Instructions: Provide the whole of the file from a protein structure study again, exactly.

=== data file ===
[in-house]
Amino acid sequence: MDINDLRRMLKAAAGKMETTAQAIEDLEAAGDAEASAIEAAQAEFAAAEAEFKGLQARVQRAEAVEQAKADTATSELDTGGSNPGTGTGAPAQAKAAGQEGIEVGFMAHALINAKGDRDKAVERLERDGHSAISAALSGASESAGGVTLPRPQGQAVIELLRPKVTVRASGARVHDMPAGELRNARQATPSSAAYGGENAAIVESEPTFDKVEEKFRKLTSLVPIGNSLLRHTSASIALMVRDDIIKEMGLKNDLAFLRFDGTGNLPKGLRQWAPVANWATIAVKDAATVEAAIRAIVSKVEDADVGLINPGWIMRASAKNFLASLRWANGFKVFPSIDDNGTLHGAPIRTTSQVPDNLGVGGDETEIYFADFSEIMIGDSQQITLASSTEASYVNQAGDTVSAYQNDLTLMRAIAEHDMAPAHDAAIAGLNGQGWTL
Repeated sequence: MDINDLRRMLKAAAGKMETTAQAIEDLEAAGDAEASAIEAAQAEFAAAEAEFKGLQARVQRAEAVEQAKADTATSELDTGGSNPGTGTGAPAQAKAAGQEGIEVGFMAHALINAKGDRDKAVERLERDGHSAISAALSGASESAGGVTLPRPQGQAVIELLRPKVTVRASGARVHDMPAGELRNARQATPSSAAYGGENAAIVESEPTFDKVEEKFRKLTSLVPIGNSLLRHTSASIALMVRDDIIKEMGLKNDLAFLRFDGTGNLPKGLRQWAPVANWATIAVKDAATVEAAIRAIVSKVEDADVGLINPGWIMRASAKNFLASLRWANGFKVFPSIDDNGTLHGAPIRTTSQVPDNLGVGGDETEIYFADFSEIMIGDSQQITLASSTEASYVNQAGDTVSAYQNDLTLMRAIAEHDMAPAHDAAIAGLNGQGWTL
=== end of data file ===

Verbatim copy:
[in-house]
Amino acid sequence: MDINDLRRMLKAAAGKMETTAQAIEDLEAAGDAEASAIEAAQAEFAAAEAEFKGLQARVQRAEAVEQAKADTATSELDTGGSNPGTGTGAPAQAKAAGQEGIEVGFMAHALINAKGDRDKAVERLERDGHSAISAALSGASESAGGVTLPRPQGQAVIELLRPKVTVRASGARVHDMPAGELRNARQATPSSAAYGGENAAIVESEPTFDKVEEKFRKLTSLVPIGNSLLRHTSASIALMVRDDIIKEMGLKNDLAFLRFDGTGNLPKGLRQWAPVANWATIAVKDAATVEAAIRAIVSKVEDADVGLINPGWIMRASAKNFLASLRWANGFKVFPSIDDNGTLHGAPIRTTSQVPDNLGVGGDETEIYFADFSEIMIGDSQQITLASSTEASYVNQAGDTVSAYQNDLTLMRAIAEHDMAPAHDAAIAGLNGQGWTL
Repeated sequence: MDINDLRRMLKAAAGKMETTAQAIEDLEAAGDAEASAIEAAQAEFAAAEAEFKGLQARVQRAEAVEQAKADTATSELDTGGSNPGTGTGAPAQAKAAGQEGIEVGFMAHALINAKGDRDKAVERLERDGHSAISAALSGASESAGGVTLPRPQGQAVIELLRPKVTVRASGARVHDMPAGELRNARQATPSSAAYGGENAAIVESEPTFDKVEEKFRKLTSLVPIGNSLLRHTSASIALMVRDDIIKEMGLKNDLAFLRFDGTGNLPKGLRQWAPVANWATIAVKDAATVEAAIRAIVSKVEDADVGLINPGWIMRASAKNFLASLRWANGFKVFPSIDDNGTLHGAPIRTTSQVPDNLGVGGDETEIYFADFSEIMIGDSQQITLASSTEASYVNQAGDTVSAYQNDLTLMRAIAEHDMAPAHDAAIAGLNGQGWTL